In 12 months I've come a long way.  From not knowing how to fish the various waters and weather conditions to pretty much know what I’m doing, be it still water or rivers, wind rain or shine – being a native to Mid Wales, knowing how to fish I the rain is very important!  I’m confident fishing dry flies, wet flies, buzzers and lures; fishing droppers and correct choice of rod, line and tippet.  But lets not get started on fly tying, a skill I have recently attempted to learn but yet to master!

From fishing with a worm and rod/reel set that came to less than a tenner up until my reintroduction and development into and accomplished (I hope) Fly Fisherman, my journey into fishing has been a long and drawn out one.  I have no regrets, if I had carried on fishing during my teens, who is to say that I would still be fishing now?

I urge everyone to try their hand at fishing no matter what type it is; my preference is simply with the fly.  I still get excited every time I hook a fish, although now with a little more restrain, a feeling I hope never goes away and one that people should feel before dismissing this as a pastime.  There is so much you can learn with Fly Fishing but at the same time you don’t need to know everything to be successful.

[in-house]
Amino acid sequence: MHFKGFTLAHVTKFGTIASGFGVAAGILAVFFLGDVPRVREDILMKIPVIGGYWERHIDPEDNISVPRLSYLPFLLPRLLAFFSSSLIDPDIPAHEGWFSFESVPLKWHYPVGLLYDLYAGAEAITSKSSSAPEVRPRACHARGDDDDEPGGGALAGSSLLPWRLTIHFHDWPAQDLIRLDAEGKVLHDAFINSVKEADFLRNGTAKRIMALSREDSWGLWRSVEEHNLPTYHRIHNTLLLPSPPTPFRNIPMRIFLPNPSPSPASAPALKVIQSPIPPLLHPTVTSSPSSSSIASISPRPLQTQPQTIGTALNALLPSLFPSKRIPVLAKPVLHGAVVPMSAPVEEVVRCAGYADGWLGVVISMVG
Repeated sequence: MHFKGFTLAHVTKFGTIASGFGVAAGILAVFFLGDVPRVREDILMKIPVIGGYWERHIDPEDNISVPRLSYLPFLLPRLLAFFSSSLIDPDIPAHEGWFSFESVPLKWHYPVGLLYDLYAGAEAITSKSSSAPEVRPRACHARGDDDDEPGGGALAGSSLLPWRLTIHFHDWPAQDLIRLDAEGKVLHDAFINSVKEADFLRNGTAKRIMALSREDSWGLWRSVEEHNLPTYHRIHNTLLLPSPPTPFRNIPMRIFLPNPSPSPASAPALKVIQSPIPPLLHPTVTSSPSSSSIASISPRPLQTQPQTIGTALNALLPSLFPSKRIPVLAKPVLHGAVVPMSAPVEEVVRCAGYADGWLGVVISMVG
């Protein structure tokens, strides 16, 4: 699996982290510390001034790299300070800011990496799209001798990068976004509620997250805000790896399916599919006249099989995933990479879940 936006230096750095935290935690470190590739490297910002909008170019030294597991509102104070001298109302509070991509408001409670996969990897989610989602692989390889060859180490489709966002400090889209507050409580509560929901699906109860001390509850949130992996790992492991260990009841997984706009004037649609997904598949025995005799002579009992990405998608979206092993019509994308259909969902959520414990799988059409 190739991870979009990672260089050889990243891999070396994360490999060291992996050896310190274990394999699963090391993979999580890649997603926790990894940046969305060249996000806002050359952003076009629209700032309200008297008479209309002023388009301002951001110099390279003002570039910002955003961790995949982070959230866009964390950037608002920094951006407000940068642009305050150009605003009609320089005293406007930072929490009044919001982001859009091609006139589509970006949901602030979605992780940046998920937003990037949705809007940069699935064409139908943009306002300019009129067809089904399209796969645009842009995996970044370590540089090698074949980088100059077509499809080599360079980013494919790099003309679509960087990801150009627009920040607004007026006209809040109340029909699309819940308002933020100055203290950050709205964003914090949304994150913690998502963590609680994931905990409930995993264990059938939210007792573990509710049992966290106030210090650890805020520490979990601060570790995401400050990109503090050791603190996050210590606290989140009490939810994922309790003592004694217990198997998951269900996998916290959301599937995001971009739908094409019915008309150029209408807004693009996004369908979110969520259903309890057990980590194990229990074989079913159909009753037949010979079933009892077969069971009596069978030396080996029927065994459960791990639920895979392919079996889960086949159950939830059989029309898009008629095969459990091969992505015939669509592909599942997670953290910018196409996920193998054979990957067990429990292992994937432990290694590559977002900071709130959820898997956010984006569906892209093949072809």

Until next time…

Saturday, 6 October 2012

The Beginning is the Most Important Part of the Work

So I decided to write a blog about my fishing experiences but where exactly do I start, what should I write about for my first post???  Having drawn inspiration from the Greek Philosopher Plato, I decided to tell my story from the beginning - where better to start and who better a person to draw inspiration from?

My first experience of fly fishing was with my Uncle Ray Chaplin, I was about 13 years old.  Back in them days I had silly hair and a pretty bad dress sense, some say things haven’t changed I’m only housing a few more greys.

Uncle Ray was a member of the Rhayader and Elan Valley Angling Association and had fished for Wales on many occasions.  He was one of the nicest, funniest people you could hope to meet.  He was a Navy Veteran and always had a story to tell, especially if you offered him a rum or a white wine and soda in later life.  Sadly, Uncle Ray passed away a few years back.

Having arranged a day to go fishing, a Saturday I recall, he picked me up and we headed to Llyngwyn - a lake that he fished regularly, often catching his limit and leaving a good size rainbow hanging on the front door for my Dad.  Llyngwyn is a 16 acre spring fed natural lake controlled by the Rhayader and Elan Valley Angling Association that is regularly stocked with Rainbows upwards of 2lb.  As you can imagine, I was very excited about the day ahead.